Swinging south on the high ground, now more than 2.5 miles up and climbing through grasses bleached blonde by a hard, hot sun, my ankle began to feel twingy. Pausing again, I met a pair of hikers coming downslope and did something I never do — I asked how much farther. The hikers advised that the picnic area was a half-mile ahead, a distance that ordinarily wouldn’t phase me. But I resumed with a limp, and at the next switchback, I turned around. Reaching trail’s end is usually the goal, and as Sonoma County Regional Park marketing specialist Sarah Phelps says on the Lawson Trail website: “On a clear day, from the trail’s highest point of about 2,000 feet, views can stretch not just to San Pablo and San Francisco Bays but all the way to the Pacific Ocean.” For me, those views will wait for another day.
My only regret: Turns out the Sargent cypress pygmy forest is at the apex of the trail, near the sites of the historic Lawson cabin and barn. Those structures were lost to the Glass Fire, but time will tell for the forest. Fire is integral to regeneration of Sargent cypress. According to One Tam, a nonprofit supporting wildlands in Marin County, including a pygmy forest, “Sargent cypress stands typically recruit new trees following stand-replacing wildland fires, making this a key disturbance process for their long-term persistence.” Fire not only promotes growth from seed, but also creates the bare soil the trees need to establish themselves. Phelps notes signs of regeneration were evident following the Nuns Fire, but the forest’s fate following the Glass Fire is not yet known.
But I didn’t know what I’d missed when I started down the mountain. I navigated the red-earth switchbacks deliberately, watching every footfall, and with the crux behind me, I paused again to take a breather … and there it was: A spindly evergreen, somehow untouched by fire, its needles short and vibrantly green. It was no taller than me, and while I don’t qualify as a pygmy among humans, I certainly do in the tree world.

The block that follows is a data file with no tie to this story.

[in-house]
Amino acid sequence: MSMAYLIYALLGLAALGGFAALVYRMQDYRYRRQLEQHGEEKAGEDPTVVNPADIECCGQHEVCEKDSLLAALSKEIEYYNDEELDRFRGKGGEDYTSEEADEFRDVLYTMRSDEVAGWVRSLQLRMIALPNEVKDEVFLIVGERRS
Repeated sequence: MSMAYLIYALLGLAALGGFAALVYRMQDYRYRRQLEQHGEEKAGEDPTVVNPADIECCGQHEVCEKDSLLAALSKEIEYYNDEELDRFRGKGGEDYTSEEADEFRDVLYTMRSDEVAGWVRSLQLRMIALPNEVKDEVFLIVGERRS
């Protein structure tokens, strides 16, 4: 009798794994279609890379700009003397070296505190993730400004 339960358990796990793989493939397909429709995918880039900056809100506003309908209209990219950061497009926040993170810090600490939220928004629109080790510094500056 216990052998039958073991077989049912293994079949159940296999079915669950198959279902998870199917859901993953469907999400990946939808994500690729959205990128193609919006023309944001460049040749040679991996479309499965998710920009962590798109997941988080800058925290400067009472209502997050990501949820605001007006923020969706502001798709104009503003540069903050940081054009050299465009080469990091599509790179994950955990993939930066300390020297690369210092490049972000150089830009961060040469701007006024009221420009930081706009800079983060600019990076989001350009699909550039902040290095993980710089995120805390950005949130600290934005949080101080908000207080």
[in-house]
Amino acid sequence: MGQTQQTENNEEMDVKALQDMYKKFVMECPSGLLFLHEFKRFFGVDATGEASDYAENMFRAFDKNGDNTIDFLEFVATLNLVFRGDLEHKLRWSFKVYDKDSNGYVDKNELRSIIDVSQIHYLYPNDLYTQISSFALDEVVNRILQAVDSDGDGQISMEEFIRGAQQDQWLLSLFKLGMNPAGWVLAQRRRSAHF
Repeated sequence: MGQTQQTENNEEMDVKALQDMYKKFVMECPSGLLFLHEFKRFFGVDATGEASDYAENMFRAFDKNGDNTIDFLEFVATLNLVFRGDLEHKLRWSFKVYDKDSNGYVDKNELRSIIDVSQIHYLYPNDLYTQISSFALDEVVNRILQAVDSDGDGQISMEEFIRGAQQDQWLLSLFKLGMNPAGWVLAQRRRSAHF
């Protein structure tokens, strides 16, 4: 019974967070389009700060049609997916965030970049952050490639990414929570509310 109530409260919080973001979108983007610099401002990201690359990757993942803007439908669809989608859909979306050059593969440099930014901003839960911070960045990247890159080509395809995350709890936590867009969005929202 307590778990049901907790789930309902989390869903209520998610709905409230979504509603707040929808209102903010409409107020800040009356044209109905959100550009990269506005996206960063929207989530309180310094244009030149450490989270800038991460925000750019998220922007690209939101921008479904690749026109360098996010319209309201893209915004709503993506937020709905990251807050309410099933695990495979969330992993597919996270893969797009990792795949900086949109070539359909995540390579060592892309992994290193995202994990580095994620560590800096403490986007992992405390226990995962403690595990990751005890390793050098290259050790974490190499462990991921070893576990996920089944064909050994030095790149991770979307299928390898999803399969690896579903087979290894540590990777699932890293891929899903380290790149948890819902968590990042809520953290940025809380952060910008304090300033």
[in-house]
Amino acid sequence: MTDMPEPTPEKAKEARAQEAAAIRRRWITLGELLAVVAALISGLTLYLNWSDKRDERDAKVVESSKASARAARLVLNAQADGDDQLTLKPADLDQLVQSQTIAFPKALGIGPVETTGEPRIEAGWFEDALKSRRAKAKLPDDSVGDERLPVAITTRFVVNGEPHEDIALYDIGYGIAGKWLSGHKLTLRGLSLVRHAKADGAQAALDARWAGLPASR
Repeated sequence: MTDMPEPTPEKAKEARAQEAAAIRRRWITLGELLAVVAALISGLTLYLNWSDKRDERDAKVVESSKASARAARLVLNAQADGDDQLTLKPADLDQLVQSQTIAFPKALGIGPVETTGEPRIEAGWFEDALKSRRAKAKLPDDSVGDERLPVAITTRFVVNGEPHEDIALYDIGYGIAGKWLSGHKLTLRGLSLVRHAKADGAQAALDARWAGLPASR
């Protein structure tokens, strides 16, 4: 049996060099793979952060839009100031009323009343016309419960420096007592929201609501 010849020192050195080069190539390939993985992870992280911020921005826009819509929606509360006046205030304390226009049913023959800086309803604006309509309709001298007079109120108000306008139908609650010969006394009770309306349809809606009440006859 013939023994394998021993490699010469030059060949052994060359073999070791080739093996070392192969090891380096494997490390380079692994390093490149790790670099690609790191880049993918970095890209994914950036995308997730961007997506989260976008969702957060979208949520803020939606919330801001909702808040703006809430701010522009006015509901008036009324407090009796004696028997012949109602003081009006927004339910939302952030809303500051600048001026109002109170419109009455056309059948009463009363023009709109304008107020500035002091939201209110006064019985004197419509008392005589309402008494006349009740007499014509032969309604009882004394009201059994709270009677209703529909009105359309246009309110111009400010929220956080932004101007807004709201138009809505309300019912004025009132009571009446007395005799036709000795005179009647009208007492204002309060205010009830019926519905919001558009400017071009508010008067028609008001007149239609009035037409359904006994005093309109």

Could this be it? Could this be a Sargent cypress? A survivor, or perhaps a brand-new tree spawned by fire?
In that moment, I had no idea. There were pictures on the One Tam site, but I hadn’t paid attention, mostly concerning myself with text. I snapped a photo of the little tree and compared it to images of real Sargent cypress when I got home. No go: Turns out the spindly tree was not a denizen of the pygmy forest, but rather a survivor of another (unknown) species.
Which means I must go back, and I must make it to the top. The Lawson Trail beckons. The views are amazing, the treadway is beautifully designed (love me a good switchback), and there’s the promise of a pygmy forest. Rehabbing over time, I hope to watch it thrive. Details: At press time, open trails within Hood Mountain Regional Park include the Nattkemper Trail to Gunsight Rock, accessed via the Goodspeed Trail in Sugarloaf Ridge State Park, and the Lower Johnson Ridge and Lawson Trails, accessed via the upper Pythian Road trailhead. No other Hood Mountain trails are open. The Los Alamos Road entrance is closed. Park hours are from 7 a.m. to sunset daily. Leashed dogs are permitted. For more information, call a ranger at (707) 539-8092 or visit www.parks.sonomacounty.ca.gov/ Visit/Hood-Mountain-Regional-Park-and-Preserve.
Tracy Salcedo is an award-winning writer and editor who lives and works in Glen Ellen.